Semioticians love to parse advertising for what it signifies, what it tells us about discourses and so on. You can write lots of papers that way, because there are lots of ads and lots of discourses.

They programmatically ignore that the methods of advertising are not arbitrary, but employ a refined knowledge of one (admittedly limited) area of imagination. That is, people who are paid by capital to get results from the imagination do not presuppose an infinity of viewpoints. An adman’s paradigm is limited and technical, but it ultimately draws on Renaissance Platonism for its metaphysics.

Why do admen have a better metaphysics of the imagination than universities? It really, really pisses me off.

Anyway, this was about astrology. Astrology is important because the sky is the best ground we have for the imagination. It has lots of particular lights that make shapes, are mostly always the same, and change in patterned ways over time. The changes are uncountable but finite and patterned. Telling stories about the sky is probably the best way humans have to conserve cultural knowledge.

In other words, all those isms are fourth rate astrologies. They try to get away with using Cartesian space rather than the actual sky. The results suck.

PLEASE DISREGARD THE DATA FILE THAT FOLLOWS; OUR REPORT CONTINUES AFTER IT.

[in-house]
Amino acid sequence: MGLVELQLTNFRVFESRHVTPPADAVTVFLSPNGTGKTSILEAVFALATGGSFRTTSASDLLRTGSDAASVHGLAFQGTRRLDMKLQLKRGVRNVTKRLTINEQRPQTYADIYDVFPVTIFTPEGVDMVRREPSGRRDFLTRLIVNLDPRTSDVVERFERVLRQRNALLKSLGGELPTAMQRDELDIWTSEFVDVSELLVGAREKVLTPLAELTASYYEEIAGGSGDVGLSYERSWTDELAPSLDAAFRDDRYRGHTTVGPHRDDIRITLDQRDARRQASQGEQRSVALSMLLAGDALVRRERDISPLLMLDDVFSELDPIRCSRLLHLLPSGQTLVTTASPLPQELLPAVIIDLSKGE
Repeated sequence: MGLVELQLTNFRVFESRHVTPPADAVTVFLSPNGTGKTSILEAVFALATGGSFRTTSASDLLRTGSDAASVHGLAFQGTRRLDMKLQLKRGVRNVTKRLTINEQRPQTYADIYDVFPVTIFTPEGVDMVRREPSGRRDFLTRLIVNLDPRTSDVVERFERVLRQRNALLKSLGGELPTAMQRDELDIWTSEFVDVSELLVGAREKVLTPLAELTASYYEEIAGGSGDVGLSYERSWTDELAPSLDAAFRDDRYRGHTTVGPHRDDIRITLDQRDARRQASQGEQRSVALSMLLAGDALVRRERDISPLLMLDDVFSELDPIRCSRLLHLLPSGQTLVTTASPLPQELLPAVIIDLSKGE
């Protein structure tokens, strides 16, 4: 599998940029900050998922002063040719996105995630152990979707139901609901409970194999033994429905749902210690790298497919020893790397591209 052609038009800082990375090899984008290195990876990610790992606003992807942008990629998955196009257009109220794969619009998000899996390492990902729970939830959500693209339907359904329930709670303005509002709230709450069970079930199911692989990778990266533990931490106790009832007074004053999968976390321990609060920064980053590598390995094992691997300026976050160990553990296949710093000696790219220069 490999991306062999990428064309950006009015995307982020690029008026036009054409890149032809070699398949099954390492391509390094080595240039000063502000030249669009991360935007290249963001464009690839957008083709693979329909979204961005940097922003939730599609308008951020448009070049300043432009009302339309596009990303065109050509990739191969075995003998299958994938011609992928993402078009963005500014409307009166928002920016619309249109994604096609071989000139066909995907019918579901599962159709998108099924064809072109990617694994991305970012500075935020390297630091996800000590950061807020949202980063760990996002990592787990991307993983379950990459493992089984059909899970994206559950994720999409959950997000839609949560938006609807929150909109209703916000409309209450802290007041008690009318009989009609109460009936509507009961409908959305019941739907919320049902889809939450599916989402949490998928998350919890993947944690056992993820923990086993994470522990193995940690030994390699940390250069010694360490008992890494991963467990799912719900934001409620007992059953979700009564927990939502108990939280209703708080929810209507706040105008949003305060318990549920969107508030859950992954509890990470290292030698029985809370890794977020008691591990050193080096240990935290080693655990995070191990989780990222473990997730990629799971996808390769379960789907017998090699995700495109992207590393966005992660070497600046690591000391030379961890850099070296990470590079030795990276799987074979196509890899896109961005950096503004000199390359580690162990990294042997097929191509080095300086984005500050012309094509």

The first chapter offers an explanation from ninth century Arabic astrology for why/how MB type and birth chart are both astrology but are independent factors.

The heavens govern the world in two distinct ways, as a formal cause and as an efficient cause. (The language is from Aristotle.)

This means that, first, the heavens determine (formally cause) how the elements combine with each other to make shapes and species and types of object. The world is populated with kinds of object that all have elemental signatures stamped on them by celestial influence. Ruby. Dog. Human being. INFJ.

The heavens also and separately exert influence (efficient cause) on the particular things that come to be, and on the general “way things are.” Particular rubies and dogs and INFJs come to be at particular times and are influenced by the heavens at that time, according to their nature.